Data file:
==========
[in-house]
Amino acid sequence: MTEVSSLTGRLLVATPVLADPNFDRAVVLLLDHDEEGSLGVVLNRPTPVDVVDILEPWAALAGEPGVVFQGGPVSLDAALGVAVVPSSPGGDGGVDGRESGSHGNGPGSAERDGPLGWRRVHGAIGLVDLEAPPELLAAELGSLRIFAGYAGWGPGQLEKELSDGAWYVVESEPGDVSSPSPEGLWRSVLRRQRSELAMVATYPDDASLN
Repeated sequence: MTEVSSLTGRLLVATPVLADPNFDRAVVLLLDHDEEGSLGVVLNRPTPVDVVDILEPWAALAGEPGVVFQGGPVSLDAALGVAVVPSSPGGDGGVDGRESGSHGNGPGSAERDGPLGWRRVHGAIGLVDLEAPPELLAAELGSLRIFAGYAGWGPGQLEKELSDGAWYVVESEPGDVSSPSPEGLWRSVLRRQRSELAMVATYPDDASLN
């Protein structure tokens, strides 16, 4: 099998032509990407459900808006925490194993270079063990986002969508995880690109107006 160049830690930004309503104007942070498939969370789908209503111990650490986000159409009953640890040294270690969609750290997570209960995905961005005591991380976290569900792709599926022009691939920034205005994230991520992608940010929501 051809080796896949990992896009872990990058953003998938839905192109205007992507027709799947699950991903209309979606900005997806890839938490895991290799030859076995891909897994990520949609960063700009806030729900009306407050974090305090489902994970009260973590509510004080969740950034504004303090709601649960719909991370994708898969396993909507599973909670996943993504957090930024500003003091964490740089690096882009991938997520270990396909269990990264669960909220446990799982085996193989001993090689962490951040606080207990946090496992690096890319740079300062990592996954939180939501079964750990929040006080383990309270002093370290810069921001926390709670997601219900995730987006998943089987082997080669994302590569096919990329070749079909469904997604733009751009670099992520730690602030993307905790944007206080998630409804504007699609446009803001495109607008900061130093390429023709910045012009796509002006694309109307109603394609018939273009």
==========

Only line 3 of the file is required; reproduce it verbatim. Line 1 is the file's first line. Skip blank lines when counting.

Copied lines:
Repeated sequence: MTEVSSLTGRLLVATPVLADPNFDRAVVLLLDHDEEGSLGVVLNRPTPVDVVDILEPWAALAGEPGVVFQGGPVSLDAALGVAVVPSSPGGDGGVDGRESGSHGNGPGSAERDGPLGWRRVHGAIGLVDLEAPPELLAAELGSLRIFAGYAGWGPGQLEKELSDGAWYVVESEPGDVSSPSPEGLWRSVLRRQRSELAMVATYPDDASLN